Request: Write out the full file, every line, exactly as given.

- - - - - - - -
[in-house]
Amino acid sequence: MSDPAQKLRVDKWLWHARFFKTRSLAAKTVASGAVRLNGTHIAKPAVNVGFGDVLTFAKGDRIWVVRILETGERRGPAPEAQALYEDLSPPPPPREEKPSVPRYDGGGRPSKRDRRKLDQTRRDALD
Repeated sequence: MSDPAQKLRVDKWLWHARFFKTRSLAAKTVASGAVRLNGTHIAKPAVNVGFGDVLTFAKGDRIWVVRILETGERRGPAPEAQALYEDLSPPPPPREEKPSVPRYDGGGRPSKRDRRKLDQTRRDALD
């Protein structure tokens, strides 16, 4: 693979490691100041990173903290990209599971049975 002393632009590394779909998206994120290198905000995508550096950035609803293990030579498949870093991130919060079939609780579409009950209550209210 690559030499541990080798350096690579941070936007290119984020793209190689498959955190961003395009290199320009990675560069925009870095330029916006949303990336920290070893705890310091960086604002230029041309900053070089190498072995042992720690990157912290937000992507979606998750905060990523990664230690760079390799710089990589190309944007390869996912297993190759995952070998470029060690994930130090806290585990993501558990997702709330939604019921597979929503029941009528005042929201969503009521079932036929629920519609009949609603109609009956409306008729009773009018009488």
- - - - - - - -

[in-house]
Amino acid sequence: MSDPAQKLRVDKWLWHARFFKTRSLAAKTVASGAVRLNGTHIAKPAVNVGFGDVLTFAKGDRIWVVRILETGERRGPAPEAQALYEDLSPPPPPREEKPSVPRYDGGGRPSKRDRRKLDQTRRDALD
Repeated sequence: MSDPAQKLRVDKWLWHARFFKTRSLAAKTVASGAVRLNGTHIAKPAVNVGFGDVLTFAKGDRIWVVRILETGERRGPAPEAQALYEDLSPPPPPREEKPSVPRYDGGGRPSKRDRRKLDQTRRDALD
């Protein structure tokens, strides 16, 4: 693979490691100041990173903290990209599971049975 002393632009590394779909998206994120290198905000995508550096950035609803293990030579498949870093991130919060079939609780579409009950209550209210 690559030499541990080798350096690579941070936007290119984020793209190689498959955190961003395009290199320009990675560069925009870095330029916006949303990336920290070893705890310091960086604002230029041309900053070089190498072995042992720690990157912290937000992507979606998750905060990523990664230690760079390799710089990589190309944007390869996912297993190759995952070998470029060690994930130090806290585990993501558990997702709330939604019921597979929503029941009528005042929201969503009521079932036929629920519609009949609603109609009956409306008729009773009018009488």